Some people with bipolar disorder will also experience a major depressive episode, or a “down” mood. When you’re experiencing a “down” change in mood, you may feel lethargic, unmotivated, and sad. However, not all people with bipolar disorder who have this symptom feel “down” enough to be labeled depressed.
For instance, for some people, once their mania is treated, a normal mood may feel like depression because they enjoyed the “high” caused by the manic episode.
While bipolar disorder can cause you to feel depressed, it’s not the same as the condition called depression. Bipolar disorder can cause highs and lows, but depression causes moods and emotions that are always “down.”
Causes of bipolar disorder
Bipolar disorder is a common mental health disorder, but it’s a bit of a mystery to doctors and researchers. It’s not yet clear what causes some people to develop the condition and not others.
Possible causes of bipolar disorder include:
If your parent or sibling has bipolar disorder, you’re more likely than other people to develop the condition (see below). However, it’s important to keep in mind that most people who have bipolar disorder in their family history don’t develop it.
Your brain structure may impact your risk for the disease. Abnormalities in the structure or functions of your brain may increase your risk.
It’s not just what’s in your body that can make you more likely to develop bipolar disorder. Outside factors may contribute, too. These factors can include:
- extreme stress
- traumatic experiences
- physical illness
Each of these factors may influence who develops bipolar disorder. What’s more likely, however, is that a combination of factors contributes to the development of the disease.
Is bipolar disorder hereditary?
Bipolar disorder can be passed from parent to child. Research has identified a strong genetic link in people with the disorder. If you have a relative with the disorder, your chances of also developing it are four to six times higher than people without a family history of the condition.
However, this doesn’t mean that everyone with relatives who have the disorder will develop it. In addition, not everyone with bipolar disorder has a family history of the disease.
Bipolar disorder diagnosis
A diagnosis of bipolar disorder I involves either one or more manic episodes, or mixed (manic and depressive) episodes. It may also include a major depressive episode, but it may not. A diagnosis of bipolar II involves one or more major depressive episodes and at least one episode of hypomania.
To be diagnosed with a manic episode, you must experience symptoms that last for at least one week or that cause you to be hospitalized. You must experience symptoms almost all day every day during this time. Major depressive episodes, on the other hand, must last for at least two weeks.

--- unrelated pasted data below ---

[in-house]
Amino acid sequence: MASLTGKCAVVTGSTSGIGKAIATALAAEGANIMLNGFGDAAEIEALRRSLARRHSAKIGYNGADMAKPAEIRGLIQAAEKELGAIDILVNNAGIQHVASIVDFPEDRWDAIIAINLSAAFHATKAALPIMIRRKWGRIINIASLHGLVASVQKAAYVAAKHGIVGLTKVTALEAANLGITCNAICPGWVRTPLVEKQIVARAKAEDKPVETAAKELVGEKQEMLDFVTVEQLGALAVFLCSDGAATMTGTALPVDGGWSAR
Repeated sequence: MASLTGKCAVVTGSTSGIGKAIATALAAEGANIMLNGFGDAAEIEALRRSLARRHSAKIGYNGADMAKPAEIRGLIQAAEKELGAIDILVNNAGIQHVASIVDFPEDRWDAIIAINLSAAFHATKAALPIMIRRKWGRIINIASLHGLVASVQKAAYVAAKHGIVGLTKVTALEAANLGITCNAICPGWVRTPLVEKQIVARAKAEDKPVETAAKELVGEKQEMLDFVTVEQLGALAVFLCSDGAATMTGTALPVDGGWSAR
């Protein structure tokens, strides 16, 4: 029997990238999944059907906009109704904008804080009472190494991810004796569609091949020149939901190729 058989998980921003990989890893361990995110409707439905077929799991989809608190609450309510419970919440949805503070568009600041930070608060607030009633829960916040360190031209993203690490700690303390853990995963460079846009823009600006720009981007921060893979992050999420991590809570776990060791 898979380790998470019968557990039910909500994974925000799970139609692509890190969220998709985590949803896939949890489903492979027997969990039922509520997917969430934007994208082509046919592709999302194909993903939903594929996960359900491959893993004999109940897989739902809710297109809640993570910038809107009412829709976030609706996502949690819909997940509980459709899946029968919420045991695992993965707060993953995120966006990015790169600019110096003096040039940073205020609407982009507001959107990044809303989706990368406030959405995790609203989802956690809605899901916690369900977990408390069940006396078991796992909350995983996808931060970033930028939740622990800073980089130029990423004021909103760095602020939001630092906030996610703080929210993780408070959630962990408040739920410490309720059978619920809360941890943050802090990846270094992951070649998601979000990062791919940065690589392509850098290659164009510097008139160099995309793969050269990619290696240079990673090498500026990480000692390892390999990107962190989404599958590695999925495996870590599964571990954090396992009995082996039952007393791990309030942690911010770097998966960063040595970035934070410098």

Bipolar disorder can be difficult to diagnose because mood swings can vary. It’s even harder to diagnose in children and adolescents. This age group often has greater changes in mood, behavior, and energy levels.
Bipolar disorder often gets worse if it’s left untreated. Episodes may happen more often or become more extreme. But if you receive treatment for your bipolar disorder, it’s possible for you to lead a healthy and productive life. Therefore, diagnosis is very important.
Bipolar disorder symptoms test
One test result doesn’t make a bipolar disorder diagnosis. Instead, your doctor will use several tests and exams. These may include:
- Physical exam. Your doctor will do a full physical exam. They may also order blood or urine tests to rule out other possible causes of your symptoms.
- Mental health evaluation. Your doctor may refer you to a mental health professional such as a psychologist or psychiatrist. These doctors diagnose and treat mental health conditions such as bipolar disorder. During the visit, they will evaluate your mental health and look for signs of bipolar disorder.
- Mood journal. If your doctor suspects your behavior changes are the result of a mood disorder like bipolar, they may ask you to chart your moods. The easiest way to do this is to keep a journal of how you’re feeling and how long these feelings last. Your doctor may also suggest that you record your sleeping and eating patterns.
- Diagnostic criteria. The Diagnostic and Statistical Manual of Mental Disorders (DSM) is an outline of symptoms for various mental health disorders. Doctors can follow this list to confirm a bipolar diagnosis.
Your doctor may use other tools and tests to diagnose bipolar disorder in addition to these.
Bipolar disorder treatment
Several treatments are available that can help you manage your bipolar disorder. These include medications, counseling, and lifestyle changes. Some natural remedies may also be helpful.
Recommended medications may include:
- mood stabilizers, such as lithium (Lithobid)
- antipsychotics, such as olanzapine (Zyprexa)
- antidepressant-antipsychotics, such as fluoxetine-olanzapine (Symbyax)
- benzodiazepines, a type of anti-anxiety medication such as alprazolam (Xanax) that may be used for short-term treatment
Recommended psychotherapy treatments may include:
Cognitive behavioral therapy
Cognitive behavioral therapy is a type of talk therapy. You and a therapist talk about ways to manage your bipolar disorder. They will help you understand your thinking patterns. They can also help you come up with positive coping strategies. You can connect to a mental health care professional in your area using the Healthline FindCare tool.